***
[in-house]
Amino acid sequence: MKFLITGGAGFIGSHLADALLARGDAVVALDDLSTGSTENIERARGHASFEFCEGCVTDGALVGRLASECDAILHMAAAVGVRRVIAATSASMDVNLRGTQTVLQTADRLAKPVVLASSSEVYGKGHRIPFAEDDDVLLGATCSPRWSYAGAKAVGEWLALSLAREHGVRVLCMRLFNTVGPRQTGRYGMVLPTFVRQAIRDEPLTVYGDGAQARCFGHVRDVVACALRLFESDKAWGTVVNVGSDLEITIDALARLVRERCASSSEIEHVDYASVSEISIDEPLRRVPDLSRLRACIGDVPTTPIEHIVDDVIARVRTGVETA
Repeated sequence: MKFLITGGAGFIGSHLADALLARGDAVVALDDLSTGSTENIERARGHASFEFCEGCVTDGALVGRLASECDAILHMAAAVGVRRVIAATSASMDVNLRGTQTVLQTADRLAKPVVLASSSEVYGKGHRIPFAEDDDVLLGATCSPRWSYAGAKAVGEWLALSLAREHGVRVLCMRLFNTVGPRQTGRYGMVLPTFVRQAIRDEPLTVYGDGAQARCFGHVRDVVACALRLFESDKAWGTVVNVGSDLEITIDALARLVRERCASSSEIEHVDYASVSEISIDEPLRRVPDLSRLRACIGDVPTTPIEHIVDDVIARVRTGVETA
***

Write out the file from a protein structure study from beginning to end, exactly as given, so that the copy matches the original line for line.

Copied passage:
[in-house]
Amino acid sequence: MKFLITGGAGFIGSHLADALLARGDAVVALDDLSTGSTENIERARGHASFEFCEGCVTDGALVGRLASECDAILHMAAAVGVRRVIAATSASMDVNLRGTQTVLQTADRLAKPVVLASSSEVYGKGHRIPFAEDDDVLLGATCSPRWSYAGAKAVGEWLALSLAREHGVRVLCMRLFNTVGPRQTGRYGMVLPTFVRQAIRDEPLTVYGDGAQARCFGHVRDVVACALRLFESDKAWGTVVNVGSDLEITIDALARLVRERCASSSEIEHVDYASVSEISIDEPLRRVPDLSRLRACIGDVPTTPIEHIVDDVIARVRTGVETA
Repeated sequence: MKFLITGGAGFIGSHLADALLARGDAVVALDDLSTGSTENIERARGHASFEFCEGCVTDGALVGRLASECDAILHMAAAVGVRRVIAATSASMDVNLRGTQTVLQTADRLAKPVVLASSSEVYGKGHRIPFAEDDDVLLGATCSPRWSYAGAKAVGEWLALSLAREHGVRVLCMRLFNTVGPRQTGRYGMVLPTFVRQAIRDEPLTVYGDGAQARCFGHVRDVVACALRLFESDKAWGTVVNVGSDLEITIDALARLVRERCASSSEIEHVDYASVSEISIDEPLRRVPDLSRLRACIGDVPTTPIEHIVDDVIARVRTGVETA